Monday, June 29, 2009

Expecting the Best

So, I've been priding myself on losing a bit of weight, especially when I look around the office and see these enormous bellies everywhere.

But then, I must stop and remind myself that all these women who have suddenly developed a serious need for elastic-waist pants aren't fat--they're pregnant.

We're experiencing a strange baby phenomenon at the office: stomachs sprouting, baby genders being pre-announced, maternity leaves being scheduled. (Ha! And how many of these women will use up vacation days toward this leave of absence? "Vacation Time" will become an oxymoron once they live through a few nights of three-hour feeding intervals.)

Yes, I remember the trials of pregnancy and the torture of labor and delivery. My favorite tale of torture? How about the failed epidural that was officially declared to be on the fritz only after the doctor started my emergency C-section and made the first, oh so not numbed by medication, SLICE IN MY ABDOMEN?

God only knows why I was willing to have a second child.

The reality, cliche' and all, is that time does make you forget the pain of childbirth. Or perhaps you don't truly forget it, but are willing to do it all over again, for the joy of giving birth to another child.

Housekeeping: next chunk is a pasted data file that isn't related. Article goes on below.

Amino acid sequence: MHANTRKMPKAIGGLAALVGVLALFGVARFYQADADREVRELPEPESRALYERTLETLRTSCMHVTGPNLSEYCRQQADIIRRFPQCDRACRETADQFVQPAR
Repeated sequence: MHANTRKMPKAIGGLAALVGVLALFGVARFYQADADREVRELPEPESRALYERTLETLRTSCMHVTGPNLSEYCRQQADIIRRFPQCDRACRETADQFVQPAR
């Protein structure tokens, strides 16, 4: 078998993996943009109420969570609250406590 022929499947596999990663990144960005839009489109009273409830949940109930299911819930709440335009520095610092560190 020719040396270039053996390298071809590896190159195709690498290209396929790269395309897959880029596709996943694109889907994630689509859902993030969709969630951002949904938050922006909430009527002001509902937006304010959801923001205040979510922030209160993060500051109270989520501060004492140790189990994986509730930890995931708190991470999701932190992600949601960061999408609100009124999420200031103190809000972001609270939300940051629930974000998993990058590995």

That unmatched joy (along with rampant lust and ineffective birth control) has kept the earth populated since the beginning of time.

I'm past my prime child-bearing years, and my sons are both young adults. No more babies for me, and I'm OK with that realization.

Yet, I eye these mothers-to-be with a bit of envy. I experience their hopes and dreams vicariously. I have to hold myself back from touching the baby-filled bellies of my co-workers, as well as total strangers. I have an uncontrollable urge to ask to feel their babies kick.

Though I'll never again feel the sensation of a baby doing somersaults within me, the memory still causes me to have butterflies in my stomach.

Pregnancy--as fleeting and frightening and fascinating as it is--isn't just the beginning of a new human life. It's the beginning of a new world for that tiny human's parents.

At some point, of course, we're too biologically old to simply forget the trials and torture of pregnancy and childbirth, and to instead simply choose to do it all over again.

Although we're likely to thank God for that, once our older children become teenagers.

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